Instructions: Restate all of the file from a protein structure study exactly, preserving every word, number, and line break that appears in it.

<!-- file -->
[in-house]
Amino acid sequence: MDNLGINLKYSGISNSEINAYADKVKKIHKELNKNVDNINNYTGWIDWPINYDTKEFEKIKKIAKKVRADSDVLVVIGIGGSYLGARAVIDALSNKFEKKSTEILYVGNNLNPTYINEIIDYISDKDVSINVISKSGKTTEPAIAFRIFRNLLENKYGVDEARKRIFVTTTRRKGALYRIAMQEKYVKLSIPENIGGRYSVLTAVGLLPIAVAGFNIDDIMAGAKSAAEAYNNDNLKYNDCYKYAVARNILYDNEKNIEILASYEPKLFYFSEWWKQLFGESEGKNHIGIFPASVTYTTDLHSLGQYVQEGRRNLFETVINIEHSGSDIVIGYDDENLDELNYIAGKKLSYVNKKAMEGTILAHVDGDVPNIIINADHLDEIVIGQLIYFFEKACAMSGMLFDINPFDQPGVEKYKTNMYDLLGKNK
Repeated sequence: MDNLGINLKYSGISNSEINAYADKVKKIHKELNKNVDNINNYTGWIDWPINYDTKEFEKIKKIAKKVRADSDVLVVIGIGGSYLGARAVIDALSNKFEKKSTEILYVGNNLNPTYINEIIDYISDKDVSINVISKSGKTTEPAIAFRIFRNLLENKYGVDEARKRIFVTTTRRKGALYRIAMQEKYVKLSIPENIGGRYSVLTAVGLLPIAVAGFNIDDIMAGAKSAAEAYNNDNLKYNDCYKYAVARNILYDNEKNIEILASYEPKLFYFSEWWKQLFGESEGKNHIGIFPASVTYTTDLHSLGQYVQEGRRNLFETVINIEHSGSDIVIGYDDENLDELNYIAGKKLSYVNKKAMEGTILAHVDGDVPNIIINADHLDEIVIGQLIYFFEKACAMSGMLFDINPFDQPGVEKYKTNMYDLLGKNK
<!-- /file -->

[in-house]
Amino acid sequence: MDNLGINLKYSGISNSEINAYADKVKKIHKELNKNVDNINNYTGWIDWPINYDTKEFEKIKKIAKKVRADSDVLVVIGIGGSYLGARAVIDALSNKFEKKSTEILYVGNNLNPTYINEIIDYISDKDVSINVISKSGKTTEPAIAFRIFRNLLENKYGVDEARKRIFVTTTRRKGALYRIAMQEKYVKLSIPENIGGRYSVLTAVGLLPIAVAGFNIDDIMAGAKSAAEAYNNDNLKYNDCYKYAVARNILYDNEKNIEILASYEPKLFYFSEWWKQLFGESEGKNHIGIFPASVTYTTDLHSLGQYVQEGRRNLFETVINIEHSGSDIVIGYDDENLDELNYIAGKKLSYVNKKAMEGTILAHVDGDVPNIIINADHLDEIVIGQLIYFFEKACAMSGMLFDINPFDQPGVEKYKTNMYDLLGKNK
Repeated sequence: MDNLGINLKYSGISNSEINAYADKVKKIHKELNKNVDNINNYTGWIDWPINYDTKEFEKIKKIAKKVRADSDVLVVIGIGGSYLGARAVIDALSNKFEKKSTEILYVGNNLNPTYINEIIDYISDKDVSINVISKSGKTTEPAIAFRIFRNLLENKYGVDEARKRIFVTTTRRKGALYRIAMQEKYVKLSIPENIGGRYSVLTAVGLLPIAVAGFNIDDIMAGAKSAAEAYNNDNLKYNDCYKYAVARNILYDNEKNIEILASYEPKLFYFSEWWKQLFGESEGKNHIGIFPASVTYTTDLHSLGQYVQEGRRNLFETVINIEHSGSDIVIGYDDENLDELNYIAGKKLSYVNKKAMEGTILAHVDGDVPNIIINADHLDEIVIGQLIYFFEKACAMSGMLFDINPFDQPGVEKYKTNMYDLLGKNK